Infrastructure gap, non-tariff barriers impediments to regional trade in Africa
A group of researchers on Tuesday, October 29 at the ongoing Africa Economic Conference in Johannesburg reaffirmed the need to step up investment in physical infrastructure and remove non-tariff barriers to facilitate regional trade across the continent.
During a session dedicated to Regional Integration in the Economic Community of West Africa States (ECOWAS), chaired by Janvier Litse, Director of NEPAD, Regional Integration and Trade at the African Development Bank, scholars observed that bridging the existing infrastructure gap among countries including improving the quality of roads and investing in telecommunication infrastructure is needed to facilitate regional trade.
“Improvement in the quality of roads will increase movement of factors of production which will foster intra-regional trade in the short, medium and long term,” Litse said.
Other soft infrastructure is needed to fast-track the achievement of the objectives of the ECOWAS trade liberalization scheme,” said Uduak Akpan, from the Infrastructure Consortium for Africa during his presentation titled: “The Impact of Regional Road Infrastructure –Improvement on intra-regional trade in ECOWAS.”
Citing the Dakar-Lagos highway, which spans 4,010 kilometres of which 3,260 are paved in various areas, Akpan argued that the route provides the most direct road connection between the capitals of both countries (Senegal and Nigeria) along its alignment.
“Completion of the Lagos-Dakar highway has increased in the average road quality between Lagos and Dakar from its current level to the level of roads in South Africa,” he said, pointing out that the improvement in Lagos-Dakar average road quality has boosted regional trade.
However, increasing the quality of the roads demands huge financial investment making it necessary for governments to work with international financial institutions such as the African Development Bank (AfDB) to raise funds.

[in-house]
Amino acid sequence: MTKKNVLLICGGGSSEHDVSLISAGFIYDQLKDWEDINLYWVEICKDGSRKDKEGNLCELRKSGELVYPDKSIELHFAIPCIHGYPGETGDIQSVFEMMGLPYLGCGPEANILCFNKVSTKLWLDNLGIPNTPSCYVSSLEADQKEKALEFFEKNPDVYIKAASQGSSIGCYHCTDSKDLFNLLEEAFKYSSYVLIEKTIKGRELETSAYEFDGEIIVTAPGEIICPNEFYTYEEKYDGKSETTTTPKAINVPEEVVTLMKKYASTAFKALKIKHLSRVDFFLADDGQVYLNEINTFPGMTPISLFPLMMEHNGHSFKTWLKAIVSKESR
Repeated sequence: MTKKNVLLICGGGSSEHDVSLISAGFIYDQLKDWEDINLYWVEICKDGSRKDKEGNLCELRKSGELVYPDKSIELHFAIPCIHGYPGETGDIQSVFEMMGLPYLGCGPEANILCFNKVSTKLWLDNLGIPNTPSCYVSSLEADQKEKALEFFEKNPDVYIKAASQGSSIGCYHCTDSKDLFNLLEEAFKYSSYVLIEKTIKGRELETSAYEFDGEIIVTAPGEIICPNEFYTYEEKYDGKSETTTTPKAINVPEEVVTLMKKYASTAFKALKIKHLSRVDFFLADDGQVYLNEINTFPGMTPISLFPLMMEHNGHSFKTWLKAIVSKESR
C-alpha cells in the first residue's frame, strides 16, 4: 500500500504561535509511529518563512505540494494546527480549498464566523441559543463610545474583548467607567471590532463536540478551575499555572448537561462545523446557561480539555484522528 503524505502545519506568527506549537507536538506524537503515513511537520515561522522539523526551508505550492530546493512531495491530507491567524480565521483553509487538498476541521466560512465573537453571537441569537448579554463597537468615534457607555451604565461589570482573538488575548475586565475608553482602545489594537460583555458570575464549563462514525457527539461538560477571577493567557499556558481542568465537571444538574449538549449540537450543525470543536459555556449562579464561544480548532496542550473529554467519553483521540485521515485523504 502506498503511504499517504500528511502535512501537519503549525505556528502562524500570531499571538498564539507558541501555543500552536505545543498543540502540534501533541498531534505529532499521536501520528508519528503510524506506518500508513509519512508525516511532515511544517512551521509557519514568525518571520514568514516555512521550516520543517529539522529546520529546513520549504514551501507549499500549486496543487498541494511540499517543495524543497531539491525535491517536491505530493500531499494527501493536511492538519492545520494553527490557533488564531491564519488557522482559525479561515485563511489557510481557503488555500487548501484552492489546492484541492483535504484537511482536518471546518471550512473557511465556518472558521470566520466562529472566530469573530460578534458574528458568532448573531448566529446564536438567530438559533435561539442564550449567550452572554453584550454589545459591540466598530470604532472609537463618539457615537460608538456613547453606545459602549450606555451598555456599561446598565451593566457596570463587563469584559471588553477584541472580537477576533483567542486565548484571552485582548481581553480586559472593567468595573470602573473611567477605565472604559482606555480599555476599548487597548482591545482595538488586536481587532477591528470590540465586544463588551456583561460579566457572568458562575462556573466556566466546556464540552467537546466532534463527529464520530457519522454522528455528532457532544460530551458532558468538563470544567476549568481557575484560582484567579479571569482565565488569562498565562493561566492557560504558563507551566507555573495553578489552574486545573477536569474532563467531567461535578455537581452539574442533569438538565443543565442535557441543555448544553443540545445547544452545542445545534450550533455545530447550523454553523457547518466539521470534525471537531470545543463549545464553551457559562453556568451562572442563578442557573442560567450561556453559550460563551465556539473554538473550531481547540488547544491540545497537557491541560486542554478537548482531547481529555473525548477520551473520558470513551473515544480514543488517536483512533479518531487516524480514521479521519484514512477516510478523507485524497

Currently, the AfDB remains the largest external financier for infrastructure in Africa at both the national and regional level, with 20 per cent of its concessional window earmarked for regional integration projects.
For instance, between 2009 and 2011, the Bank completed 51 transport projects valued at over $3 billion, covering road, airport, seaport and railway infrastructure. The institution has financed over 4,000 kilometres of roads and several major bridges in Africa.
In his paper titled “Telecommunication infrastructure, regional integration and the convergence of revenues in ECOWAS”, Demba Sy, an economic statistician and researcher from the National Agency of Statistics and Demography in Senegal, argued that regional integration has had an impact on not only strengthening of commercial ties between member countries, but has also resulted in a more productive direction of investment in the telecommunications sector.
“They could better serve to strengthen regional integration in further connecting the real economy and facilitating bilateral trade flows,” he argued.
Intra-Africa integration continues to lag behind the rest of the world as evidenced by movement of goods and services across borders. Intra-African trade is only 12 per cent compared to 60 per cent, 40 per cent, 30 per cent intra-regional trade in Europe, North America and ASEAN, respectively.
In her paper titled “Economic Integration, Trade Facilitation and Agricultural Exports Performance in ECOWAS Member States”, Oluyomi Ola-David, from the teaching and research department at Covenant University, Nigeria, argued that on the average, the level of trade facilitation in ECOWAS is below world average.
She noted that the 15 ECOWAS members experience greater costs of exporting and importing respectively due to bureaucratic processes.
“Countries need to relax stringent bureaucratic processes in order to reduce the number of days required to process domestics for import and export,” David said.
In addition, infrastructural provision is essential for improving trade facilitation with provision of Internet having a significant impact on trade facilitation.
“The increase in the use of ICT in the operations of various customs activities in the member states will go along way in facilitating trade in the sub-region,” she said.
Strengthening the institutional framework in the ECOWAS sub-region, in particular curbing the menace of corruption and adherence to the rule of law, has potential to facilitate trade, David said.